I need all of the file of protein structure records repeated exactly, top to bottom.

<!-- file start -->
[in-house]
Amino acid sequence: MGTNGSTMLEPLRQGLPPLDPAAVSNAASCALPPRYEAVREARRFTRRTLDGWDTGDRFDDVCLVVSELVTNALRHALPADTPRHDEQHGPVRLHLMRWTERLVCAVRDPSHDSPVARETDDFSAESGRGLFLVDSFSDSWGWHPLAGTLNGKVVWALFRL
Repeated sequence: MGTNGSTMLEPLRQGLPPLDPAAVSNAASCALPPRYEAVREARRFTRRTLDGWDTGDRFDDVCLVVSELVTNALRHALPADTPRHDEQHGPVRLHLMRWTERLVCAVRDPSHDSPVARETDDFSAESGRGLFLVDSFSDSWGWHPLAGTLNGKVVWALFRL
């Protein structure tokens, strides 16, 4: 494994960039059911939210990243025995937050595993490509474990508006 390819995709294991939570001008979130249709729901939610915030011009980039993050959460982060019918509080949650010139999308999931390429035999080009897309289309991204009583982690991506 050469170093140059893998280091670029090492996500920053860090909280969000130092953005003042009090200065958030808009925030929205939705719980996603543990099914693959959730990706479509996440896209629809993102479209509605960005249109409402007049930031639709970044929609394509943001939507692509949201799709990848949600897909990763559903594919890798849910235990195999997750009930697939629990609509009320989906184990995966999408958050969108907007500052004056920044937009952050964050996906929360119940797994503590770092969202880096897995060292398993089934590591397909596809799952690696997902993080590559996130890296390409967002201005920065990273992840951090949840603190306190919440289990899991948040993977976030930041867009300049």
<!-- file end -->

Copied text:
[in-house]
Amino acid sequence: MGTNGSTMLEPLRQGLPPLDPAAVSNAASCALPPRYEAVREARRFTRRTLDGWDTGDRFDDVCLVVSELVTNALRHALPADTPRHDEQHGPVRLHLMRWTERLVCAVRDPSHDSPVARETDDFSAESGRGLFLVDSFSDSWGWHPLAGTLNGKVVWALFRL
Repeated sequence: MGTNGSTMLEPLRQGLPPLDPAAVSNAASCALPPRYEAVREARRFTRRTLDGWDTGDRFDDVCLVVSELVTNALRHALPADTPRHDEQHGPVRLHLMRWTERLVCAVRDPSHDSPVARETDDFSAESGRGLFLVDSFSDSWGWHPLAGTLNGKVVWALFRL
């Protein structure tokens, strides 16, 4: 494994960039059911939210990243025995937050595993490509474990508006 390819995709294991939570001008979130249709729901939610915030011009980039993050959460982060019918509080949650010139999308999931390429035999080009897309289309991204009583982690991506 050469170093140059893998280091670029090492996500920053860090909280969000130092953005003042009090200065958030808009925030929205939705719980996603543990099914693959959730990706479509996440896209629809993102479209509605960005249109409402007049930031639709970044929609394509943001939507692509949201799709990848949600897909990763559903594919890798849910235990195999997750009930697939629990609509009320989906184990995966999408958050969108907007500052004056920044937009952050964050996906929360119940797994503590770092969202880096897995060292398993089934590591397909596809799952690696997902993080590559996130890296390409967002201005920065990273992840951090949840603190306190919440289990899991948040993977976030930041867009300049």